The Perilous Effects of Unhealthy Eating Habits on Expectant Mothers and Their Children’s Health

The potential impact of an expectant mother’s poor diet on the fetus’ health

A recent study conducted at the University of Turku has revealed that expectant mothers’ eating habits can have concerning effects on their health and that of their unborn children. Specialist researcher Ella Koivuniemi explains that an unhealthy diet during pregnancy can increase the fetus’s susceptibility to cardiovascular diseases later in life. It is recommended that pregnant women consume five servings of plant products per day, but only half of the women in the study met this recommendation. Additionally, a third of the women did not consume vegetables daily.

Koivuniemi emphasizes the importance of pregnant women receiving enough nutrients to support the growth and development of their fetus, as well as their own tissues and placenta. Vegetables, fruits, and berries are rich in fibers, vitamins, minerals, and folic acid, which is crucial in preventing birth defects. However, simply taking a folic acid supplement may not be enough; it should also be obtained through food. A severe lack of folic acid in the fetus can lead to neural tube closure disorder, which can cause developmental disorders.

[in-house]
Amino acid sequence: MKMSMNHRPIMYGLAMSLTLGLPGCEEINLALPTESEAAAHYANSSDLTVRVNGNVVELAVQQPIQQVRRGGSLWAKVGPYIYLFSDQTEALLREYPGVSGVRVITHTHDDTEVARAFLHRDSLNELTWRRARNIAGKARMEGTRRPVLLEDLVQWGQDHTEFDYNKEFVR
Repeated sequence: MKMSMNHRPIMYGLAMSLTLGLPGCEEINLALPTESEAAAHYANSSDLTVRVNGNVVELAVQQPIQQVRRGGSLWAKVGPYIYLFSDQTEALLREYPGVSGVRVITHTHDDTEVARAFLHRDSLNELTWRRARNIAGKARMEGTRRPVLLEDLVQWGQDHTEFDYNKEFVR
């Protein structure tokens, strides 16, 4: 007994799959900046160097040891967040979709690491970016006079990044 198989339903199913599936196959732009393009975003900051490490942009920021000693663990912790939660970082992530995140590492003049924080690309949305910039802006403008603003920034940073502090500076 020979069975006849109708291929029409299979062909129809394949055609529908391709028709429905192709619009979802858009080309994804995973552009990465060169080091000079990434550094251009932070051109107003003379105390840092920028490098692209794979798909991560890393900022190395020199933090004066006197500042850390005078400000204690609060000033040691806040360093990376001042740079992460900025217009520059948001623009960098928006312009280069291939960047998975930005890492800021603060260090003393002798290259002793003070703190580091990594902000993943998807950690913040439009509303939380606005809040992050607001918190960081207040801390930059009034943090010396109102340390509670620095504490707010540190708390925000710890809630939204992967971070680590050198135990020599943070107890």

During pregnancy, both the mother and fetus try to adapt to their environment, which can impact the child’s later life. For example, a mother’s obesity and poor nutrient intake can affect the fetus’s metabolism, increasing the risk of diseases like type 2 diabetes later in life. Epigenetic regulation plays a role in this process by modifying the phenotype of the fetus without changing its DNA.

The study also examined children under school age and found that most children did not consume enough vegetables and fruits. Only one percent of children ate five servings or more of vegetable products daily. The quality of children’s diets was evaluated based on dairy products, sources of hard fat, fiber-rich foods such as whole grains and legumes were also taken into account. Most children had diets with moderate or poor quality potentially due to factors such as busy lifestyles

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